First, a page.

If you need to clarify your residency status for tax purposes or are uncertain about the tax treatment of income, please contact us today.

eggs_basketAre all your SMSF eggs in one basket?

The investment strategies of Self Managed Superannuation Funds (SMSFs) are under
scrutiny with the Australian Taxation Office (ATO) contacting 17,700 trustees about a lack
of asset diversity.

The ATO is concerned that, “a lack of diversification or concentration risk, can expose the SMSF and its members to unnecessary risk if a significant investment fails.”

This does not mean that you must have diversity in your fund. A lack of diversity might be a strategic decision by the trustees but you need to be able to prove that the strategy was an active decision. Section 4.09 of the Superannuation Industry (Supervision) Regulations require that trustees “formulate, review regularly and give effect to an investment strategy that has regard to the whole of the circumstances of the entity.” To do that you need to:

  • Recognise the risk involved in the investment, its objectives and the cash flow of the fund
  • Review the diversity of the investment strategy (or otherwise) and the exposure of a lack of diversity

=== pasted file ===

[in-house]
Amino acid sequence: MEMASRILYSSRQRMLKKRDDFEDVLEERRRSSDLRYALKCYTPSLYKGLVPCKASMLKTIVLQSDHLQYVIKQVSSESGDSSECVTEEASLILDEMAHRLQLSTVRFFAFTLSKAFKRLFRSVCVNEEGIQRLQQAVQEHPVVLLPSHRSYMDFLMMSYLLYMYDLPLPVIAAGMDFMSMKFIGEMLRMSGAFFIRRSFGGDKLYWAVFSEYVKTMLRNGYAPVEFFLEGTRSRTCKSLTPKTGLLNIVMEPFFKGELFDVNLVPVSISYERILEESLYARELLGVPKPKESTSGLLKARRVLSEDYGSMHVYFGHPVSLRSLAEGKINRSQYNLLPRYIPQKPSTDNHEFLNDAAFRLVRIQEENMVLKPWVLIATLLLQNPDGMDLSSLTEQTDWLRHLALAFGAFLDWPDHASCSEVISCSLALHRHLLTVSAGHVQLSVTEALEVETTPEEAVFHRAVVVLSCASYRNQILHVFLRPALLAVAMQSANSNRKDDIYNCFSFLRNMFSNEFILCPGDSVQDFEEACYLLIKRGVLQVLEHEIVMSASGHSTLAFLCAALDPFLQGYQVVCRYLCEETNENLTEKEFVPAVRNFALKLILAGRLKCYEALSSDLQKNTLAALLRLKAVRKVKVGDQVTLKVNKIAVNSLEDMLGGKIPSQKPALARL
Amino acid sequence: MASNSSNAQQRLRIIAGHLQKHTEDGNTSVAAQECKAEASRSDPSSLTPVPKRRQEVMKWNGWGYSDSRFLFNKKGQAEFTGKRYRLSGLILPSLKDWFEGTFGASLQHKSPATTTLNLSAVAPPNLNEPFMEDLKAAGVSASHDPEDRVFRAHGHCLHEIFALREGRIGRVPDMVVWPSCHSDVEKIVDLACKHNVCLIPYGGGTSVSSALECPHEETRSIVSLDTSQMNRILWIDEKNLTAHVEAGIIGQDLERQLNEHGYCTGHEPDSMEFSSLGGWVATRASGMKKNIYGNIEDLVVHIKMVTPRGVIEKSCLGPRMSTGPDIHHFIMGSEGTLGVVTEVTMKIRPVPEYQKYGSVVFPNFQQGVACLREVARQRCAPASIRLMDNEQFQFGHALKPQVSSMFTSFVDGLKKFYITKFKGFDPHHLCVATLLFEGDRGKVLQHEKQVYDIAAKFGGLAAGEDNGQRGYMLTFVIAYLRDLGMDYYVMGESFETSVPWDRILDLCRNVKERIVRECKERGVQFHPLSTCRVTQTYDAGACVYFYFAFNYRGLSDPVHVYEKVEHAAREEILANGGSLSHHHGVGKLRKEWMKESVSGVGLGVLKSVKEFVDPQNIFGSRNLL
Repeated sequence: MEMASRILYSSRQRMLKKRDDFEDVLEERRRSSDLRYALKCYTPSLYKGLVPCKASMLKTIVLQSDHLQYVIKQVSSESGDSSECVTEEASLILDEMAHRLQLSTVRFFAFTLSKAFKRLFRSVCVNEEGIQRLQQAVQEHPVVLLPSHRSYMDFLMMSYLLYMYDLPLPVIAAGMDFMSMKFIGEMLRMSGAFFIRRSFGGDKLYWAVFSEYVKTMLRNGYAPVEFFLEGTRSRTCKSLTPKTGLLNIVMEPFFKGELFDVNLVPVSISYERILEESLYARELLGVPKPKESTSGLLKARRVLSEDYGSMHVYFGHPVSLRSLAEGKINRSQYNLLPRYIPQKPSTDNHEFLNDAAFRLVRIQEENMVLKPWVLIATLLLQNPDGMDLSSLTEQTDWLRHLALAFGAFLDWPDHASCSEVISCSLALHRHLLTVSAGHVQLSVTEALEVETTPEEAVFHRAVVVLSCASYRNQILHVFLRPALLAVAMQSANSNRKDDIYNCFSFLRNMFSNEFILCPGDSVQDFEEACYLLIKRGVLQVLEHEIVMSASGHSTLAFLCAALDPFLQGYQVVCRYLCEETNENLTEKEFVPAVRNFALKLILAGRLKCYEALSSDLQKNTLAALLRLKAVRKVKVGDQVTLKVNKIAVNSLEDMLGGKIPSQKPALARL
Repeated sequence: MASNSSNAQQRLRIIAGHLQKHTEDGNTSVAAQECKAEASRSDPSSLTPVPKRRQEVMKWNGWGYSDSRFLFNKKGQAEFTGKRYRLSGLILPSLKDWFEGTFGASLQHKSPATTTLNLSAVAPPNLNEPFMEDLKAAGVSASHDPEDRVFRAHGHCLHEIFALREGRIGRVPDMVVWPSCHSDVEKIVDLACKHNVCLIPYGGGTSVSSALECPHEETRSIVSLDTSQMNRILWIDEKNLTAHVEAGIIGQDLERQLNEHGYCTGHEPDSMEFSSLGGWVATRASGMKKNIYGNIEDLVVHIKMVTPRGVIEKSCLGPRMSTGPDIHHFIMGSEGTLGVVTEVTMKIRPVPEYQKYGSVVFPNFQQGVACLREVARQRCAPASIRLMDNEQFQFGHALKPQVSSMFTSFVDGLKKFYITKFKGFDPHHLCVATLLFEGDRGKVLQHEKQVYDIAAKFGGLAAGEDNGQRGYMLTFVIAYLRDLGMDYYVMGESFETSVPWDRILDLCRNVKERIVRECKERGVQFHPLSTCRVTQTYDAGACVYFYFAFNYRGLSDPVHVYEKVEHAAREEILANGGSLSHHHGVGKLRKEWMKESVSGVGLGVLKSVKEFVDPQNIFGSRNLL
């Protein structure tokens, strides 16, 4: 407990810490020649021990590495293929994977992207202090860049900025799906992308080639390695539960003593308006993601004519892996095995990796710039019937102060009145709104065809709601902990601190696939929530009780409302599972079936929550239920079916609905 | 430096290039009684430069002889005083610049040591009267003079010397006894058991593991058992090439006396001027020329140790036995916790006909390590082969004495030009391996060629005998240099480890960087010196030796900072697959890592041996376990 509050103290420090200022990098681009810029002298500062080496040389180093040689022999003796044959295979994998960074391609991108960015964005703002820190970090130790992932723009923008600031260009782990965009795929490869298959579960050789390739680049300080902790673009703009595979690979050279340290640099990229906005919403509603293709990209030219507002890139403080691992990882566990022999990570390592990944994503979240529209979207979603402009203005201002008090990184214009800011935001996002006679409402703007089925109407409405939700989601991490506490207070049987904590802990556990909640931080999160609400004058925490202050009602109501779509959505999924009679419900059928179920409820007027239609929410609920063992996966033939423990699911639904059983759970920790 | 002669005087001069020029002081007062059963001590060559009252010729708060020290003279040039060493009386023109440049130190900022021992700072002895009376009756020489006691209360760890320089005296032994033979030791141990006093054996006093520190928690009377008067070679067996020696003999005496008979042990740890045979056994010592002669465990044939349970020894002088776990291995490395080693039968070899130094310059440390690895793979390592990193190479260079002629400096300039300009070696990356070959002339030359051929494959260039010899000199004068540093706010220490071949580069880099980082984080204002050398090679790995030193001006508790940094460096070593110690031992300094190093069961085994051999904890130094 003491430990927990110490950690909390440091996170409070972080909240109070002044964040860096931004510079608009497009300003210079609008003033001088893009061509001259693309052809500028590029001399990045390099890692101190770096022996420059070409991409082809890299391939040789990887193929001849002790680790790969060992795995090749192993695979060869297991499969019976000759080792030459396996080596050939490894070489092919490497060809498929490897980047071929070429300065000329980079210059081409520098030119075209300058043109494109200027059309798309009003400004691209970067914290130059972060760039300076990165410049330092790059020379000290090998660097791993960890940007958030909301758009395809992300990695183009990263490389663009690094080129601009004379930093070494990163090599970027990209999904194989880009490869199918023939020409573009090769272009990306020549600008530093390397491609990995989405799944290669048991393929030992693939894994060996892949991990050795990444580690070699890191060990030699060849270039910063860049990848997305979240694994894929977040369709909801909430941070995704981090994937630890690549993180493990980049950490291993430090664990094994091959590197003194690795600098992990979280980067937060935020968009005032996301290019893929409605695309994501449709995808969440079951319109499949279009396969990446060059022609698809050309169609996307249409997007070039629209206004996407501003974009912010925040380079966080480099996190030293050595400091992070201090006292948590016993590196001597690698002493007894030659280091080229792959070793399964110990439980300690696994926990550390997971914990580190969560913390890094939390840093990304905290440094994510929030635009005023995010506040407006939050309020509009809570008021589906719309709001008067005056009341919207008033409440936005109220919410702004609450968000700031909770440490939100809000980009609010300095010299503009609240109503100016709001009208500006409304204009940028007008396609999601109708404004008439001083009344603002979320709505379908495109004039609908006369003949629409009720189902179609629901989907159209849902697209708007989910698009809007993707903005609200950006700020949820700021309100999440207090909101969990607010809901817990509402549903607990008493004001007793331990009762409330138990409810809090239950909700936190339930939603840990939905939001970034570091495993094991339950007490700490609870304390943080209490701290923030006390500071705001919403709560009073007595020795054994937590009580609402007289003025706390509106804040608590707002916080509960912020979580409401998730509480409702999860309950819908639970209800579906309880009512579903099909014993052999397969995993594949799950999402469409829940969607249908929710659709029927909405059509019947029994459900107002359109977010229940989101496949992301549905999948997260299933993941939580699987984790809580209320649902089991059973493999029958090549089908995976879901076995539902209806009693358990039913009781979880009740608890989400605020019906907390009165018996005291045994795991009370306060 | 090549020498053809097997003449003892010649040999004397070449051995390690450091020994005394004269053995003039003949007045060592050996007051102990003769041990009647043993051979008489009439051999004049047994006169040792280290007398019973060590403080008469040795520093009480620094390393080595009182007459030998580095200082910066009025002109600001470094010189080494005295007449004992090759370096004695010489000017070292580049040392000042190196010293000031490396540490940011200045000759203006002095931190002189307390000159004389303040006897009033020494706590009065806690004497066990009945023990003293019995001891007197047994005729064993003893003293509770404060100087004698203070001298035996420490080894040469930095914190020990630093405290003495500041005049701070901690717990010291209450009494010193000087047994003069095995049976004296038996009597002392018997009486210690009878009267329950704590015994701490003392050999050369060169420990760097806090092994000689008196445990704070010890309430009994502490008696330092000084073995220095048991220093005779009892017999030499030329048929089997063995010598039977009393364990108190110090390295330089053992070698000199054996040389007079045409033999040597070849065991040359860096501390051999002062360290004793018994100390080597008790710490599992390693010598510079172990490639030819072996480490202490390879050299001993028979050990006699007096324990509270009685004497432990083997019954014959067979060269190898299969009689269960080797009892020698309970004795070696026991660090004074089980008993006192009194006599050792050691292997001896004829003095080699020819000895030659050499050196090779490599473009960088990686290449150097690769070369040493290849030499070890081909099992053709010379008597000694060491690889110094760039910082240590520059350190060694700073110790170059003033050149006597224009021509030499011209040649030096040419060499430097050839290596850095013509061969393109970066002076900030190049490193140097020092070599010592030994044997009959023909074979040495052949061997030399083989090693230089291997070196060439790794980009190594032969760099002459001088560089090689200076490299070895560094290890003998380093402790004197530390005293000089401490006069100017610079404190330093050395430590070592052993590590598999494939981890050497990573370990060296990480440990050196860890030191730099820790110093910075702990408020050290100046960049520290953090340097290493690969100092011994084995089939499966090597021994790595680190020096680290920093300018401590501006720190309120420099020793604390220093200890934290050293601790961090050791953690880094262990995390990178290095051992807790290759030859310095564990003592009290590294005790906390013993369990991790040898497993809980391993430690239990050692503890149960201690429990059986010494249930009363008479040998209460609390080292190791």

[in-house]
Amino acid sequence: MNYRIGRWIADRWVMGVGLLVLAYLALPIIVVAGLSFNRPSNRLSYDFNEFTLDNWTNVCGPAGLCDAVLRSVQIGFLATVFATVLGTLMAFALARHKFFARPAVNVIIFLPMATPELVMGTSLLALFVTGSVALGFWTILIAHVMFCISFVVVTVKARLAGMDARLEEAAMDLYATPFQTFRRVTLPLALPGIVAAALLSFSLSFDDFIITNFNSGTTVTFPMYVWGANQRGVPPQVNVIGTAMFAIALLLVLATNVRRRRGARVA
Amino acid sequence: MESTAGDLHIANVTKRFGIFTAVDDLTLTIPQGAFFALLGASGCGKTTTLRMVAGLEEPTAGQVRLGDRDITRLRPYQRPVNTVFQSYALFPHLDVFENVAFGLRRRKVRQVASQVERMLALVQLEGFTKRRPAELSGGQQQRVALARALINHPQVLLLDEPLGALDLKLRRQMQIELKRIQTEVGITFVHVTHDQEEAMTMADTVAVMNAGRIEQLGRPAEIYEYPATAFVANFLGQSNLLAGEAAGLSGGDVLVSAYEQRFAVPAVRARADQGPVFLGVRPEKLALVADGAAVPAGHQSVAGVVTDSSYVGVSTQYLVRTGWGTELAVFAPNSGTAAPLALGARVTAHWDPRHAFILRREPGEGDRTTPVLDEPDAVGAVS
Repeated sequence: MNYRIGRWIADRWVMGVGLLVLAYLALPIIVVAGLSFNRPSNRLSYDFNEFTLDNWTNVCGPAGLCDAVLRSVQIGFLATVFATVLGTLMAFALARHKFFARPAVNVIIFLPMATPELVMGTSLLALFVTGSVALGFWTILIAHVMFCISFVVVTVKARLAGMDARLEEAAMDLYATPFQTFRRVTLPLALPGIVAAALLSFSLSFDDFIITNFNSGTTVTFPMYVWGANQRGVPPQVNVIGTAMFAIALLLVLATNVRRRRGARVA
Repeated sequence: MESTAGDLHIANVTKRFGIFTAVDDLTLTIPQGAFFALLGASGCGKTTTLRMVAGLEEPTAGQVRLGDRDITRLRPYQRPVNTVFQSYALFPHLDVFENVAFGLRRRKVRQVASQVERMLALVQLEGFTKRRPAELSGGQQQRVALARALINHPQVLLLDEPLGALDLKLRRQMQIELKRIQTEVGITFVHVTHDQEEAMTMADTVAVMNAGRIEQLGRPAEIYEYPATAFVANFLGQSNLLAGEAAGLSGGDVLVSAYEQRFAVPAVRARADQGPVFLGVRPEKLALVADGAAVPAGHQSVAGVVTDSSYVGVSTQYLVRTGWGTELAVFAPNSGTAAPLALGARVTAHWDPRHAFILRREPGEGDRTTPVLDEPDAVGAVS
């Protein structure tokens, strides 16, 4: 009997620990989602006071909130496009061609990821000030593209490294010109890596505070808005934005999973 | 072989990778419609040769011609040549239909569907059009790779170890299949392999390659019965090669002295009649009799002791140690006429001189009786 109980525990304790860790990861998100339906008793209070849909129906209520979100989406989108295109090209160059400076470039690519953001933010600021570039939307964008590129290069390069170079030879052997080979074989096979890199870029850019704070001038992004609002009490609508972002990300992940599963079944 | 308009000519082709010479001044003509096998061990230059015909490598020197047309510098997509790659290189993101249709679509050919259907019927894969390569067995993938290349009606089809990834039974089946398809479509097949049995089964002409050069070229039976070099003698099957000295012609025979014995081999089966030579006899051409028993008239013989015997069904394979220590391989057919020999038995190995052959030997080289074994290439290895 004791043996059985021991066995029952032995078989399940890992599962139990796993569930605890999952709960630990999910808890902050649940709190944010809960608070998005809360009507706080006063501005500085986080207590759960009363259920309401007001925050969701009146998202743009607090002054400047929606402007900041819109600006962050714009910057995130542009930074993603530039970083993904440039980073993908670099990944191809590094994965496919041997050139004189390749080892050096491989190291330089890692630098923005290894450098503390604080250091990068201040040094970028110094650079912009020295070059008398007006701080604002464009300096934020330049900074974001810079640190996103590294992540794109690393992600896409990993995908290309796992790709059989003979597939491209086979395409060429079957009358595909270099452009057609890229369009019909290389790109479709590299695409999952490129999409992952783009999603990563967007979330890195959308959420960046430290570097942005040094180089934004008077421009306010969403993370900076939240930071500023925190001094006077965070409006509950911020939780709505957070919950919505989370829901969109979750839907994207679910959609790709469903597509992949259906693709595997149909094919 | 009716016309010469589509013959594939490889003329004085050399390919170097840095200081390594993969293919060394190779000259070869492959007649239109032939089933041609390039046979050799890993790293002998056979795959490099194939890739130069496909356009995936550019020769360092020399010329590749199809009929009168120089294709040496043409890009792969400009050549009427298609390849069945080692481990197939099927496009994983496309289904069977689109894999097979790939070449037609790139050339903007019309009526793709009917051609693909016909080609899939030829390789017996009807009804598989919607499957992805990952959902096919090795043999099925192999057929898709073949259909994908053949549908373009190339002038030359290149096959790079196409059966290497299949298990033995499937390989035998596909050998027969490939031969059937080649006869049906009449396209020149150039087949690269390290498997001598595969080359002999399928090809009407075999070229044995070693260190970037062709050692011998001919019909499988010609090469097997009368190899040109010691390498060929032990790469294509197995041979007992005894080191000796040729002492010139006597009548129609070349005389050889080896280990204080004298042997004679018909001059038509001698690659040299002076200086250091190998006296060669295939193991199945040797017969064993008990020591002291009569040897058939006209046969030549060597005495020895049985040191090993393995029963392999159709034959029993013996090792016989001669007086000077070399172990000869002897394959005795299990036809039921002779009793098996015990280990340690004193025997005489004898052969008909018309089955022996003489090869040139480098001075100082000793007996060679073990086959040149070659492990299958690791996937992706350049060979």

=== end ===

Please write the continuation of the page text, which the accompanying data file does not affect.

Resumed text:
• Assess the liquidity of the investment and cashflow requirements of the fund
  • Assess the ability of the fund to discharge its liabilities, and
  • Review and have in place appropriate insurance cover for members and assets

Importantly, you need to be able to justify how you formulated your strategy if the ATO asks.

The 17,700 people being contacted by the ATO hold 90% or more of the fund’s assets in a single asset or single asset class.

Property is one of the problem areas the ATO is looking at. With property prices at a low point, the asset value of many funds has diminished.

In addition, debt taken on by SMSFs has significantly increased. The number of SMSFs using Limited Recourse Borrowing Arrangements (LRBAs) to purchase property has increased significantly from 13,929 (or 2.9% of all SMSFs) in 2013, to 42,102 (or 8.9% of all SMSFs) in 2017. For SMSFs that have purchased property through an LRBAs, on average, these LRBAs represent 68% of total assets of the funds.

LRBAs are most common in SMSFs with a net fund size (total assets excluding the value of the amount borrowed) of between $200,000 and $500,000. In 2017, the average borrowing under a LRBA was $380,000 and the average value of assets was $768,600.

rental_property_apartmentRental property expenses – what you can and can’t claim

It’s not uncommon for landlords to be confused about what they can and can’t claim for their rental properties. What often seems to make perfect sense in the real world does not always make sense for the Australian Tax Office (ATO).